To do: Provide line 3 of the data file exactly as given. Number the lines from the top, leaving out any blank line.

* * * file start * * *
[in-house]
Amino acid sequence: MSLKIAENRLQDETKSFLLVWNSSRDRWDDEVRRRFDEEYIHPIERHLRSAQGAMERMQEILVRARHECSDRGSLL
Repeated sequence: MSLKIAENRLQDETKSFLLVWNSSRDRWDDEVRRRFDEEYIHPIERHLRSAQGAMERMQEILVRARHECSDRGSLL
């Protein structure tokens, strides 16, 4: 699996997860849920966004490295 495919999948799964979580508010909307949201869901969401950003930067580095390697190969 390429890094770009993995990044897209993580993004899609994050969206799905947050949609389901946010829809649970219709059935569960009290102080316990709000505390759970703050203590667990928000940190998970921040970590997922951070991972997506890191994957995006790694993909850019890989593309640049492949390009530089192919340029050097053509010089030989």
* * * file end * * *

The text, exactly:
Repeated sequence: MSLKIAENRLQDETKSFLLVWNSSRDRWDDEVRRRFDEEYIHPIERHLRSAQGAMERMQEILVRARHECSDRGSLL